People in France (and many other countries, too) are often described these days as being in a high state of anxiety about their physical security in the face of terrorism, crime, and escalating conflict. But try imagining a time when threats were so immediate that everything about your little town was built to ward off the danger. Today’s destination – La Sauvetat, a fortified village in the deep heart of France – transports you back to such a time in the long, violent history of the country.
The villagers of La Sauvetat apparently came into their fears early, even before the town had a name. This is in one of the agricultural breadbaskets of France, only 12 miles (20 km) south of Clermont-Ferrand and almost in the shadows of the Plateau de Gergovie, where Julius Caesar was defeated by Vercingetorix.
In Gallo-Roman times, there was already a major north-south road running through this area – a “Via Roma”, a route followed by pilgrims headed to Rome. People began to cluster in this village for self-protection, just as they did around the walls of some of the ancient chateaux that can also be found all over this part of France. By the time “La Sauvetat” first appears as a name in history in the late 11th century, this village, built on a rocky spur overlooking the west side of the road, was likely part of a larger network of defensive sites, almost certainly in liaison with the nearby Chateau at Monton.
But La Sauvetat came into its own in the late 13th century, when the knights of the order of Hospitaliers made the town the seat of one of their commanderies. Like the other great Catholic military order (the Templars), the Hospitaliers started with a charitable mission – protection of the Christian pilgrims who sought help from the hospital in Jerusalem during the Crusades.
Over time, though, this role evolved into an increasingly military mission – first providing armed escorts to groups of pilgrims in the Holy Land, then growing into the ownership of 7 great forts in the area around Jerusalem, finally into a full-blown army with influence that spread across Europe. In short, these priestly knights evolved into a tough, even brutal band of high-end warriors.
So when we say that La Sauvetat became a command center for the Hospitaliers in the 13th century, we’re saying the town became a military post, a fortified village meant to withstand the serious threats that were already building in the region.
The most important elements of the fortified town are still present today – a towering dungeon that dominates the skyline, two lines of stone ramparts, a reinforced church building, and everywhere you turn, thick walls and archways designed to be easily defended.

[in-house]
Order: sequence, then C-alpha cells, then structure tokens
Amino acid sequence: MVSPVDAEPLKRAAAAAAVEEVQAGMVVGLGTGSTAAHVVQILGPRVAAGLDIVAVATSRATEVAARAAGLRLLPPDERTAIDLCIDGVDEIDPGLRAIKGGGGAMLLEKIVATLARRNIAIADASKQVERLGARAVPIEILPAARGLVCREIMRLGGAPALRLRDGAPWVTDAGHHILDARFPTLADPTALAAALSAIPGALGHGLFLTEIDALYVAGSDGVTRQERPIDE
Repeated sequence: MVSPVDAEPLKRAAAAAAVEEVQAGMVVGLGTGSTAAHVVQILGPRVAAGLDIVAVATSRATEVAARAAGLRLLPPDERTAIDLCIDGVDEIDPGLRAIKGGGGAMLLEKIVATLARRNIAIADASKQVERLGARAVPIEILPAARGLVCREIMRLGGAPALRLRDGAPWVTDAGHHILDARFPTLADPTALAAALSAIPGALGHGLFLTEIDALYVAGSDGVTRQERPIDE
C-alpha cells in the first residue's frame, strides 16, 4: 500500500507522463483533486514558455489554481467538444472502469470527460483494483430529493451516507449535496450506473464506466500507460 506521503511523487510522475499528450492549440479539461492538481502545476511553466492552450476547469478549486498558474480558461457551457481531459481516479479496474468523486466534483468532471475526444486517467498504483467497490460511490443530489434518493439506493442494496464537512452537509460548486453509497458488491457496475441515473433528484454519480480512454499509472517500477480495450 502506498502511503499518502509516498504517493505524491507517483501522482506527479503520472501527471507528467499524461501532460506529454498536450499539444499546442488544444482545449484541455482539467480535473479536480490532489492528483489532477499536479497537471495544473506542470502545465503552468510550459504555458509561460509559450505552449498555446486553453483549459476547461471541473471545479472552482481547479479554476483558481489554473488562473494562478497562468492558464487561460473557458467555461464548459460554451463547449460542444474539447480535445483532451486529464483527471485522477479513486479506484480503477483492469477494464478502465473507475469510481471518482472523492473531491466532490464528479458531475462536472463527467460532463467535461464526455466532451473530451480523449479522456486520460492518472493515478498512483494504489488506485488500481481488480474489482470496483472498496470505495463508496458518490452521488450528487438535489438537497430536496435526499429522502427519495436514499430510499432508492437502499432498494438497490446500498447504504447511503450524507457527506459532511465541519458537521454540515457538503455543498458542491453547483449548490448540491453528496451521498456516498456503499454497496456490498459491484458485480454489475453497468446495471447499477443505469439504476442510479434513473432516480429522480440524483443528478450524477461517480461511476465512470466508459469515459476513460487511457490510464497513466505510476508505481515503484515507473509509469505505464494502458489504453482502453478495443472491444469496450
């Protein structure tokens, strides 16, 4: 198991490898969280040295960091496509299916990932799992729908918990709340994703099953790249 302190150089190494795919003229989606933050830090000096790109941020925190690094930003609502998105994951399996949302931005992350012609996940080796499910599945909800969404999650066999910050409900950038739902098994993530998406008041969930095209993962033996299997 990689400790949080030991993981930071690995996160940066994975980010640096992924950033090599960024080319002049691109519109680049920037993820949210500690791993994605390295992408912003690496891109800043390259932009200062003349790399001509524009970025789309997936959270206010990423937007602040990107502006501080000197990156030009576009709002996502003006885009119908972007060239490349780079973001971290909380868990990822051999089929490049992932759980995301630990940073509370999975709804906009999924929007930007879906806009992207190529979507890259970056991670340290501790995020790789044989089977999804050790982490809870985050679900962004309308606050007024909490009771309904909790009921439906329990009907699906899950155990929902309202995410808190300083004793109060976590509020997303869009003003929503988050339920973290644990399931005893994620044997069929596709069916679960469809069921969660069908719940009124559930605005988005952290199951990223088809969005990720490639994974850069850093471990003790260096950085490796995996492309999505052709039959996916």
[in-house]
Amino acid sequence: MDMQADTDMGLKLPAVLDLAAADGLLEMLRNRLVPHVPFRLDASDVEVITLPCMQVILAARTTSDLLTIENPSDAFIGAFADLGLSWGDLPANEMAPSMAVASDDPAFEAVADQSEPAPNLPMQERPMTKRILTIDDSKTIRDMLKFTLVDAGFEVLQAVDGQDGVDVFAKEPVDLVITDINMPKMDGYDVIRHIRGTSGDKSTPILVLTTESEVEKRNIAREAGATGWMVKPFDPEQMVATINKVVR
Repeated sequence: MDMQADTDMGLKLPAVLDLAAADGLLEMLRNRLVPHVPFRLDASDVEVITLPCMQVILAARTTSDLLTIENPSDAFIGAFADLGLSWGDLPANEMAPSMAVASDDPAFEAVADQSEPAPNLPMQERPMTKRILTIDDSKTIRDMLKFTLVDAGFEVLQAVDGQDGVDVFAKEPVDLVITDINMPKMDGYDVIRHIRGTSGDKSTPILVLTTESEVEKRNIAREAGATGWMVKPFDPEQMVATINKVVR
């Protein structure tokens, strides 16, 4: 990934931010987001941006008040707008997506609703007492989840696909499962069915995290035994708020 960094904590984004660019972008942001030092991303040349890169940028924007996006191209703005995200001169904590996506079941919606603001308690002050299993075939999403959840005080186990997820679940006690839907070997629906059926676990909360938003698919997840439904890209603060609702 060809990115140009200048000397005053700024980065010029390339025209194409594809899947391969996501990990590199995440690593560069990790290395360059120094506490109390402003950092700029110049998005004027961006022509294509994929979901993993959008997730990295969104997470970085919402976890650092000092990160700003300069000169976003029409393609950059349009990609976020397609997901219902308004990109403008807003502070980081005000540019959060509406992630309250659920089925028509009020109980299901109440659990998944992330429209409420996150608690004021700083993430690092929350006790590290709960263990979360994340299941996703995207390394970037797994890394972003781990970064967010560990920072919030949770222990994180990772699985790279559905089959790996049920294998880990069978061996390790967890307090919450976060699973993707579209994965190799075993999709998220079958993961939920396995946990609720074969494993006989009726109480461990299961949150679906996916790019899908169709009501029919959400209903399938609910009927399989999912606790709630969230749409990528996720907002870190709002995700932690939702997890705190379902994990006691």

Most of these building projects anticipated the terrible Hundred Years’ War, the long series of conflicts that gashed the western half of France from 1337 to 1453. Pitting Plantagenets against Valois, English against French, the big battles in these wars didn’t kill many outside of the noble knights who fought in them – but the constant raiding and pillaging of villages left many parts of France looking like the proverbial “scorched earth”, and every aspect of life was disrupted for its victims.
And the Hundred Years’ War was not the only threat that hung over the inhabitants of La Sauvetat. Armed bands of outlaws roamed this area in the 14th century, and the 16th century “Wars of Religion” effectively meant that France lived in a perpetual state of civil war as Catholics fought their Protestant neighbors across the country.
Towns like La Sauvetat became essential refuges for the people living around them. Imagine working in the fields and hearing the distant, urgent ringing of church bells that signaled a fresh invasion on the way. Imagine the mad scramble to safety, the push to get inside the city walls in time. And imagine the stress and anxiety you might feel in the face of a more or less permanent threat stretching across all the decades of your life.
It’s easy to recreate some of these feelings walking through the streets of La Sauvetat today. It’s not a very large village – no more than 600 residents – so it’s also easy to see in a visit of a couple of hours. The rich attractions of the southern Auvergne are close by – the ski stations at Besse, the “most beautiful villages” of Montpeyroux and Blesle, the hiking trails and lakes of the volcanoes in the Chaine des Puys. But if you go, take a minute to stand in the sunlight, close your eyes, and listen for the ringing of distant church bells, and imagine a world not much less anxious than our own.
Have you visited a place in France where you felt particularly close to the past? Or where the connection between past and present seemed particularly vivid to you? Please tell us about it in the comments section below.
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